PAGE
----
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MAIDUGURI, NIGERIA � Battling multiple bombers strapped with suicide vests, Nigerian troops and civilian self-defense fighters repelled the fiercest Boko Haram extremist attack in months on the key northeastern city of Maiduguri on Friday. Nine bombers and two civilians were killed, according to witnesses, soldiers and police.
The city is the birthplace of the Islamic insurgency and the headquarters of the military campaign to halt it.
Residents awoke to mighty explosions around midnight. Three female suicide bombers blew themselves up at a truck station, detonating vehicles at Muna Garage on the city's eastern outskirts, according to police Deputy Superintendent Victor Iskukwu. Muna Garage has been attacked many times in recent months.
Two civilians died in the blasts and seven self-defense fighters were wounded, witness Ayuba Ibrahim told The Associated Press.
"Most of the trucks that were loaded with goods for export to Chad and the border communities were destroyed, along with commodities worth millions of naira,'' Ibrahim said.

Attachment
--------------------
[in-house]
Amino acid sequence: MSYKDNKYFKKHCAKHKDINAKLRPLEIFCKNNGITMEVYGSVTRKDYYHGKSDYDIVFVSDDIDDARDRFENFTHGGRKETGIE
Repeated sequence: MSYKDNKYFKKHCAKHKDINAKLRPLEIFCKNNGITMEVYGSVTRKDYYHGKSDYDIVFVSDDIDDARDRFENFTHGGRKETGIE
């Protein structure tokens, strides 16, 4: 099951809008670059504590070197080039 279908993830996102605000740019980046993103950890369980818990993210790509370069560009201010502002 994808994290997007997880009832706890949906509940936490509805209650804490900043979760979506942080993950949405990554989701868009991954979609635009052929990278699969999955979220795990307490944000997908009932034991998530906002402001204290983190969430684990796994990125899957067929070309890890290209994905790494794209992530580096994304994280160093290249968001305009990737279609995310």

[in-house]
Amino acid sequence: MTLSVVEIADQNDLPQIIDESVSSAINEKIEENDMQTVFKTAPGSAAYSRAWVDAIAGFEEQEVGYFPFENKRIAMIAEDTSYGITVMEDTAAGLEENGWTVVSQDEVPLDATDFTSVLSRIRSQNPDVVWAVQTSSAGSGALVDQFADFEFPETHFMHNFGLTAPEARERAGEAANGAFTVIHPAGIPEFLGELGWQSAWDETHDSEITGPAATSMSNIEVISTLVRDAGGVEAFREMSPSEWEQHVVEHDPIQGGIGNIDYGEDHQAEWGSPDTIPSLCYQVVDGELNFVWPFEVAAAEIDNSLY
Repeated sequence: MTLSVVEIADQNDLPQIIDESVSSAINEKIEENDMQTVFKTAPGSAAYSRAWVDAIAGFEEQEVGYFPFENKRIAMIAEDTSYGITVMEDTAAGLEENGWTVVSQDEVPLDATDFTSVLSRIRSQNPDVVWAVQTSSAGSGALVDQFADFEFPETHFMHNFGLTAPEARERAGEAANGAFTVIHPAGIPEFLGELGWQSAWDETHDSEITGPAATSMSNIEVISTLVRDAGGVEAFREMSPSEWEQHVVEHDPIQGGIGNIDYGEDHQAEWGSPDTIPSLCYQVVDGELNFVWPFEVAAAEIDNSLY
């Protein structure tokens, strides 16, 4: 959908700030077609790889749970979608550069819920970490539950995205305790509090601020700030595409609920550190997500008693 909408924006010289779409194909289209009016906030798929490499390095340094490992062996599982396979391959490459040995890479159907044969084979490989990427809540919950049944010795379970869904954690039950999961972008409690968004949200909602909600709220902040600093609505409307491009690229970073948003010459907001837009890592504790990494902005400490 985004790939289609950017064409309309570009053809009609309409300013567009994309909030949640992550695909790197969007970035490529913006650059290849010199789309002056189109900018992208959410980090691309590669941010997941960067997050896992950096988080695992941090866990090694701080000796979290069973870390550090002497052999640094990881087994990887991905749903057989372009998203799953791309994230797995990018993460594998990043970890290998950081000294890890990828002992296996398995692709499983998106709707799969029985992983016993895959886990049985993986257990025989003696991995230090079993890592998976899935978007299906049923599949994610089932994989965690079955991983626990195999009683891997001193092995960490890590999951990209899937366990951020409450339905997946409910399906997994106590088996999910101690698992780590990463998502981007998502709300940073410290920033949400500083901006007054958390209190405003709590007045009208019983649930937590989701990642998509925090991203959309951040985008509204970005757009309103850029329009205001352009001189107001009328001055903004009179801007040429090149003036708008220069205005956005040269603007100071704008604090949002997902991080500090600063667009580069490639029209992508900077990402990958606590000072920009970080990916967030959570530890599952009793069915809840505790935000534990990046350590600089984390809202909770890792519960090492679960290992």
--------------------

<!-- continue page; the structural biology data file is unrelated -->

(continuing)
One blast occurred as people were trying to board the trucks, said resident Isa Mamman.
The attack also targeted a military checkpoint, according to Ahmed Satomi of the Borno State Emergency Management Agency.
Soldiers later fired at gunmen on motorcycles escorting other suicide bombers, killing at least six of the bombers.
The ambush shows "an increased boldness on the part of a rejuvenated Boko Haram," SBM Intelligence risk analysts said Friday, adding that the extremists' ranks have been bolstered by an "influx of hardened fighters from the Sahel and Libya.''
A multinational force last year drove Boko Haram out of towns and villages in northeast Nigeria, but isolated attacks and suicide bombings continue.
On Wednesday, Boko Haram fighters fired at a military helicopter on a humanitarian mission in the northeast, wounding one airman, the Nigerian Air Force said. Last week, the extremists ambushed a convoy of new recruits, killing seven, the military and a self-defense commander said.
Boko Haram's seven-year Islamic uprising has killed more than 20,000 people and driven 2.6 million from their homes, creating the worst humanitarian crisis on the continent with millions facing starvation.
Source: Voice of America